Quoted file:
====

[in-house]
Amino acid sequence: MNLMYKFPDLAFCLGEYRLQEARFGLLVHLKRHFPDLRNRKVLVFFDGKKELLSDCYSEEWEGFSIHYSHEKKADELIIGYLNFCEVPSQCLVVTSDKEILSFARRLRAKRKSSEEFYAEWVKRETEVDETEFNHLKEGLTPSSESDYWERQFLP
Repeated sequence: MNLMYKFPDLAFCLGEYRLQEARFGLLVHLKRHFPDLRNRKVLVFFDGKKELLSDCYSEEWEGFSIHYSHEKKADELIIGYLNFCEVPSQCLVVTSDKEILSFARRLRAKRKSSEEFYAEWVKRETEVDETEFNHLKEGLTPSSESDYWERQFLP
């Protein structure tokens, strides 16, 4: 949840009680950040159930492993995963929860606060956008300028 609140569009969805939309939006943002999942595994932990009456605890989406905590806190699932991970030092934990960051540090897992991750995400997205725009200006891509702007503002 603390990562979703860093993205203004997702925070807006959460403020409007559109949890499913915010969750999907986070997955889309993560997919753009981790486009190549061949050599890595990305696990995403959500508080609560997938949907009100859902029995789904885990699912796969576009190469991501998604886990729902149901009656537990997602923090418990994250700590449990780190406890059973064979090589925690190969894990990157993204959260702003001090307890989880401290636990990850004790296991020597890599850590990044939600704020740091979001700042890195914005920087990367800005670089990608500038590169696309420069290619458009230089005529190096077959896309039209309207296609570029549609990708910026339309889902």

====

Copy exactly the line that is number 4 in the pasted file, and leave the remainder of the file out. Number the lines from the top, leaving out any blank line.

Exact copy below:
């Protein structure tokens, strides 16, 4: 949840009680950040159930492993995963929860606060956008300028 609140569009969805939309939006943002999942595994932990009456605890989406905590806190699932991970030092934990960051540090897992991750995400997205725009200006891509702007503002 603390990562979703860093993205203004997702925070807006959460403020409007559109949890499913915010969750999907986070997955889309993560997919753009981790486009190549061949050599890595990305696990995403959500508080609560997938949907009100859902029995789904885990699912796969576009190469991501998604886990729902149901009656537990997602923090418990994250700590449990780190406890059973064979090589925690190969894990990157993204959260702003001090307890989880401290636990990850004790296991020597890599850590990044939600704020740091979001700042890195914005920087990367800005670089990608500038590169696309420069290619458009230089005529190096077959896309039209309207296609570029549609990708910026339309889902």